Starsiak also uses a fake New York City address on Fifth Avenue in one of the world's most expensive neighborhoods as his company's alleged headquarters when in fact it is based out of a single-family home in Utah, 3M said, adding that the zip code on AMK's website is wrong for that address and the building's superintendent has never heard of AMK.
Starsiak also has falsely claimed that his company is represented by the international law firm Dentons, 3M said.
AMK filed paperwork with the U.S. Department of Veterans Affairs claiming to have nearly 900 employees, and on its website claims to have 1,700 employees in 80 facilities around the world, 3M said.
But, the company said in its complaint, "Like nearly everything else about defendants, AMK itself appears to be a sham."
3M also claims that while Starsiak was attempting to purchase the respirators from 3M, he was also "secretly" trying to find buyers to purchase N95 respirators at between $3.85 and $4.50 each.
"To put that in perspective, if Mr. Starsiak had been able to find purchasers at that price for all the 900 billion respirators that he claimed to be purchasing for charity, his under-the-table net on those respirators would be between $2.322 and $2.907 trillion," 3M said. "Even a fraction of those respirators diverted from charitable purposes would have made Mr. Starsiak — currently working out of a one-and-a-half story house in Bountiful, Utah — a billionaire."
After he was turned down in May by 3M for the respirator deal, Starsiak turned around and represented his company to other companies as being a top distributor for 3M, according to the lawsuit. He also allegedly used the names of 3M's lawyers that he learned through his interactions with 3M to bolster his credentials with other companies, 3M said.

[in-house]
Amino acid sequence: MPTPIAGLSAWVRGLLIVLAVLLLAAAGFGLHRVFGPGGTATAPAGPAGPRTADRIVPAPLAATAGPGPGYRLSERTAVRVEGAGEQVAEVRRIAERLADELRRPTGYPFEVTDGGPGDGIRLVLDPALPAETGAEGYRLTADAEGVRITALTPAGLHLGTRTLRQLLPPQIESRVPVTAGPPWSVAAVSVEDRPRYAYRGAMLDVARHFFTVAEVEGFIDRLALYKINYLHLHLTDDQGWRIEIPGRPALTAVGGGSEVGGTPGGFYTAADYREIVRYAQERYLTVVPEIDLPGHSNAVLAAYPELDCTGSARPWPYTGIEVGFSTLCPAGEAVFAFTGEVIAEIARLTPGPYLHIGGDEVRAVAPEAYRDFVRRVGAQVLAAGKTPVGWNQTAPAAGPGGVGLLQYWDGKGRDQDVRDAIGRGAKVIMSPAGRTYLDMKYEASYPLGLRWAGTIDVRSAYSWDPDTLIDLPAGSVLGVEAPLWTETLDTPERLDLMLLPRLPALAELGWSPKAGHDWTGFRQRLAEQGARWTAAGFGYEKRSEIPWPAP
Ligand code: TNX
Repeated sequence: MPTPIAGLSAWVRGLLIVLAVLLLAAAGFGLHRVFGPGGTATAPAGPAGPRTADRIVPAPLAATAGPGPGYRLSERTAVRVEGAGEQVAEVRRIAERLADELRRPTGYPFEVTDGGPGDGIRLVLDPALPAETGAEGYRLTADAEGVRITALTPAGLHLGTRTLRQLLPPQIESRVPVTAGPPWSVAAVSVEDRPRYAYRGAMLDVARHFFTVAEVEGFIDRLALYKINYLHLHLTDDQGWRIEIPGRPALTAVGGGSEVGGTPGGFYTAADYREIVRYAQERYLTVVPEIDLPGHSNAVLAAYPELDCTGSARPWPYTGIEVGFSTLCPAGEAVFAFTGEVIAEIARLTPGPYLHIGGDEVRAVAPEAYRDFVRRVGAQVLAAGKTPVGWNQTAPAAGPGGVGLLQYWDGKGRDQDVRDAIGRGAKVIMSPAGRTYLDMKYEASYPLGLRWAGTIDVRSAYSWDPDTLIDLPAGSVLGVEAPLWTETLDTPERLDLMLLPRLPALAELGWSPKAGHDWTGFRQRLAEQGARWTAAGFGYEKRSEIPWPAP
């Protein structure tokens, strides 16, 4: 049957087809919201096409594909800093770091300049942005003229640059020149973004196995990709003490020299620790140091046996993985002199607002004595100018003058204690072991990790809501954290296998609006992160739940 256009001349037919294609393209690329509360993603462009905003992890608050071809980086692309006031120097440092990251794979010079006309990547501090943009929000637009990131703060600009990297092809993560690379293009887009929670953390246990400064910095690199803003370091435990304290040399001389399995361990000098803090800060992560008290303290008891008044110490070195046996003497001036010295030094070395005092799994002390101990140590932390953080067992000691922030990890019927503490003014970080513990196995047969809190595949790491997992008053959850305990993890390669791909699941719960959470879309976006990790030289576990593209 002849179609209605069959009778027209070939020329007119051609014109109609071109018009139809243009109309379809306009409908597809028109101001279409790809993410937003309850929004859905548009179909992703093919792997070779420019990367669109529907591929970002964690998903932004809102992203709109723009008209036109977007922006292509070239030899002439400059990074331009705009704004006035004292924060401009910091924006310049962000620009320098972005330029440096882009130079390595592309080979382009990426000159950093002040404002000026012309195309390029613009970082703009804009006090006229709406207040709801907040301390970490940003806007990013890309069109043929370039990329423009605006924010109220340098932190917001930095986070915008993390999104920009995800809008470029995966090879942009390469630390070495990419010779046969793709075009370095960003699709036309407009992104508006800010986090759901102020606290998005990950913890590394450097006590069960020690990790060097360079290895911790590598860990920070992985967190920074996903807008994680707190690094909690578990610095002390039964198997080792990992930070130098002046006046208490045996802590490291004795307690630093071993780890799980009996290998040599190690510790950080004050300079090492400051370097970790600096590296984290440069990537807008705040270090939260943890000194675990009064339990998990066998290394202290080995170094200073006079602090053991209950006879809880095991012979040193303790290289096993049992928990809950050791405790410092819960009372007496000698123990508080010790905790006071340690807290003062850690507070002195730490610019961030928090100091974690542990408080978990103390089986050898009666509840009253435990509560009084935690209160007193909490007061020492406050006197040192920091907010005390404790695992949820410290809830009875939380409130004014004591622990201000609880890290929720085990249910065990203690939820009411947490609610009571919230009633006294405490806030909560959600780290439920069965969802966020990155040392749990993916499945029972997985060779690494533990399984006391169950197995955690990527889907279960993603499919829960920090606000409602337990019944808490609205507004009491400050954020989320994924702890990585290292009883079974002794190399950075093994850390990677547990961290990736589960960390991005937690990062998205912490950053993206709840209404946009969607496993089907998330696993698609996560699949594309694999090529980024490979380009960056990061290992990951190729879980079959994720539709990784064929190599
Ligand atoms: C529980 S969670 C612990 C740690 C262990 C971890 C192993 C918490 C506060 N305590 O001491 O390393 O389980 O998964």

One company 3M said he approached is Star Brands Group, a New York-based PPE supplier, in an effort to broker another enormous respirator deal. 3M said Star Brands' leaders became suspicious of Starsiak's alleged ties to 3M and reported the interaction to a fraud hotline set up by 3M.
The lawsuit did not outline if 3M believes Starsiak has been able to broker a successful respirator deal using his allegedly phony ties to the company but did state it has reported him to federal law enforcement.
3M said is it seeking, among other things, an injunction preventing the defendants from claiming ties to 3M and for the defendants to disgorge and pay to 3M all profits derived from the sale of goods under 3M's marks, which 3M said it would donate to a COVID-19 charity.
The company said it has filed at least 10 lawsuits in state and federal courts in its fight against fraud, price gouging and counterfeiting related to the COVID-19 pandemic.
Starsiak and 3M did not immediately respond to requests for comment.
3M is represented by Kerry L. Bundy, John W. Ursu, Peter M. Routhier, Michael M. Sawers, Isaac B. Hall, David F. Gomez and Peter W. Baldwin of Faegre Drinker Biddle & Reath LLP.
Counsel for the defendants was not immediately available.
The case is 3M Co. v. Matthew Starsiak et al., case number 0:20-cv-01314, in U.S. District Court for the District of Minnesota.
--Editing by Emily Kokoll.